Coco and Calf

Dear Coco was very sad to have lost her own calf, and wasn’t at all impressed with the substitute calf that we offered. As noted in a previous post, we had to separate the two from the other cows and calves, so that they could be alone to work on their relationship.


Kevin and I have also been going down to the cow paddock to make sure young Henrietta Hamburger was getting a feed from Coco. We hoped that as the days went by we would be able to be less and less involved in the feeding time, and that Henrietta would eventually be getting fed without any input from us. Alas, after a week or so of supervised feeding, Coco was still being very stroppy and mean to the calf, and we feared the two were going to remain dependent on our presence at feeding time. Disappointing, but we wanted to keep Coco in milk, and reasoned that it was still easier for us to supervise feedings for the calf than to milk Coco out ourselves all the time. Still, even as the days went by, we never gave up hope that the pair might eventually manage to bond.

Life is good when “Mummy” doesn’t kick me in the head

Finally, yesterday evening, Kevin noticed that Coco’s teats didn’t look muddy as they usually do. Hmm. . . Henrietta Hamburger was lying in the grass down by the fence, looking well-fed and satisfied. Were we imagining things? Kevin went and brought the calf over to Coco for feeding. Surely, if she were hungry, the calf would have come over on her own?? We watched as the calf approached Coco. Rather than doing her usual desperate dive for the udder, she wandered up and stood casually by Coco’s head. We waited for Coco to commence her usual calf-bullying behaviour — head-butting the calf into the fence and suchlike. Instead, the calf received a gentle motherly lick and a friendly nuzzle.

You can imagine how delighted we felt as we returned from the cow paddock. That evening marked a real turning point. We are still keeping a close eye on the situation, but it now seems that the calf is able to feed off Coco without our presence. The only drawback: We will now have to separate the calf from Coco when we want to milk her for ourselves. Not such a big deal compared to supervising all the feedings!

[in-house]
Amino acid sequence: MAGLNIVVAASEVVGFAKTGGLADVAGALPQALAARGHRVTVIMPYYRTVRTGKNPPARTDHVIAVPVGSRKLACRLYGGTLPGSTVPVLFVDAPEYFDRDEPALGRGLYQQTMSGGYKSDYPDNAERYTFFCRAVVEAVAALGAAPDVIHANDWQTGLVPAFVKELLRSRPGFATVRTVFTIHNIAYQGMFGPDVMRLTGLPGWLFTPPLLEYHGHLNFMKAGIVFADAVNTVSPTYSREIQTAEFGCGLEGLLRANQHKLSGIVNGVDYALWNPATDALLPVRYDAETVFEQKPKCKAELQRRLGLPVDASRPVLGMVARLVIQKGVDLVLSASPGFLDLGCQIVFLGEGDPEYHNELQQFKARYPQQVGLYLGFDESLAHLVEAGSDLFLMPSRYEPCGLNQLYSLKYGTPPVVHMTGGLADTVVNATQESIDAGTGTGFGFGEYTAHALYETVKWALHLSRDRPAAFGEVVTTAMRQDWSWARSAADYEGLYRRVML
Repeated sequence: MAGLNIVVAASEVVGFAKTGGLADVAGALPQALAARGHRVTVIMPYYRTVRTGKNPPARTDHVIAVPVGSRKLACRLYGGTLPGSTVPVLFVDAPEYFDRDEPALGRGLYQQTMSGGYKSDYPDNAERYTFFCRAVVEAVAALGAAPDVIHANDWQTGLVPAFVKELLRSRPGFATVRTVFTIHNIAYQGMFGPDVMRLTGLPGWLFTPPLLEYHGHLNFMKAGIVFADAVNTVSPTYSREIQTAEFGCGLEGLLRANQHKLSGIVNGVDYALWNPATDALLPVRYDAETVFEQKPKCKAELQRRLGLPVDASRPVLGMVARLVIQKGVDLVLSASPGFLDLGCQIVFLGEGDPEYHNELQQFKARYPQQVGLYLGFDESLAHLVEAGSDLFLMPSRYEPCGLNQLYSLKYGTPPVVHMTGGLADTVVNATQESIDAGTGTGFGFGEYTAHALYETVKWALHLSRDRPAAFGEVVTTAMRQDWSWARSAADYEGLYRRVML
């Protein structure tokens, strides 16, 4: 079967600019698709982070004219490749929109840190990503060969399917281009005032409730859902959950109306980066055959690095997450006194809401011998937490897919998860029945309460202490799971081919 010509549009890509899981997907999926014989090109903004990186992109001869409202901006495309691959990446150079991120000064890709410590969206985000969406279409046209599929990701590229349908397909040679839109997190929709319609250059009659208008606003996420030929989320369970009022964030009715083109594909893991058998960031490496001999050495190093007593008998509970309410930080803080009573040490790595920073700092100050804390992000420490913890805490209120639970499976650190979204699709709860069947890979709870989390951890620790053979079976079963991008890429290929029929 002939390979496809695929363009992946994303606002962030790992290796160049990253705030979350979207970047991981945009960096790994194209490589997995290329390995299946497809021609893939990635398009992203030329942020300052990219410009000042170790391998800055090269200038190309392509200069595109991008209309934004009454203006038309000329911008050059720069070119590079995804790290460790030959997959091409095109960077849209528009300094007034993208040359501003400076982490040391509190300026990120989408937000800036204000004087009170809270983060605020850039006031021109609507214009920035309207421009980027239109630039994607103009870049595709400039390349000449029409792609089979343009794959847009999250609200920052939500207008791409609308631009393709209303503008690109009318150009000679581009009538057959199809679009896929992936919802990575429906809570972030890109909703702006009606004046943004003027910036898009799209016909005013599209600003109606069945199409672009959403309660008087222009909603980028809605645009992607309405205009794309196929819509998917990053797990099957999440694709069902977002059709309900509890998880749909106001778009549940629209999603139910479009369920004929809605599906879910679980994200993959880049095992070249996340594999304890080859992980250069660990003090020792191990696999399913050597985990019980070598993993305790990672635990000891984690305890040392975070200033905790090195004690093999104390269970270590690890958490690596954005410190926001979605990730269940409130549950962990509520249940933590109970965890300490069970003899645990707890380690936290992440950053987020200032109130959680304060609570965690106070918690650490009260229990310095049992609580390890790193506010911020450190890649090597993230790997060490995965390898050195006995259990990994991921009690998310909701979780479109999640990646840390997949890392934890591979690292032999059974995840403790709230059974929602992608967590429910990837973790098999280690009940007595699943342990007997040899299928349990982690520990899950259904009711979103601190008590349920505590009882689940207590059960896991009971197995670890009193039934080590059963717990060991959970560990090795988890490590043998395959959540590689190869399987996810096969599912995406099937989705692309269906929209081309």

On the milk front, we are happy to report that all is well. Coco’s mastitis seemed to clear up immediately, and we have seen no more signs of trouble. Still, we do not use the milk from the quarter that was infected, and will not do so for a good while. Coco is becoming very accustomed to going into the stall to be milked, and Kevin is becoming an increasingly proficient milker. We are enjoying lots of creamy Jersey milk. It’s wonderful to be able to use Coco’s milk to make Caspian Sea Yoghurt, kefir and other treats. So far, we have not made any butter (we’ll get to that next), but we have used some of the cream to make a delicious dessert treat of “panna cruda” — a cold dessert of lightly sweetened raw cream set with a little gelatine. Yum!

4 Responses to “Coco and Calf”

  1. Sue says:

    Glad they worked it out…

    Check out a movie called “The Story of the Weeping Camel”. You will enjoy it after your experience with Coco and the calf!

  2. gaile says:

    Hurray for Henrietta and Coco finally making peace with each other. So good to hear, and I love the photos. That speckled cow nose on Henrietta Hamburger is just too cute.

  3. Anonymous says:

    “The Story of the Weeping Camel” is such an enchanting documentary. I feel that the Camel deserved an Oscar. It’s fascinating Mongolian film on the ties that bind animals and human beings. Too bad it’s a vanishing way of life. It left me very emotional. Sorry to sound like a REVIEW but it is definitely a must see.

  4. Rebecca says:

    Thanks for telling us about “The Story of the Weeping Camel.” We have found a copy that we should be able to get hold of and watch in the not-too-distant future. It looks like something we’d really enjoy.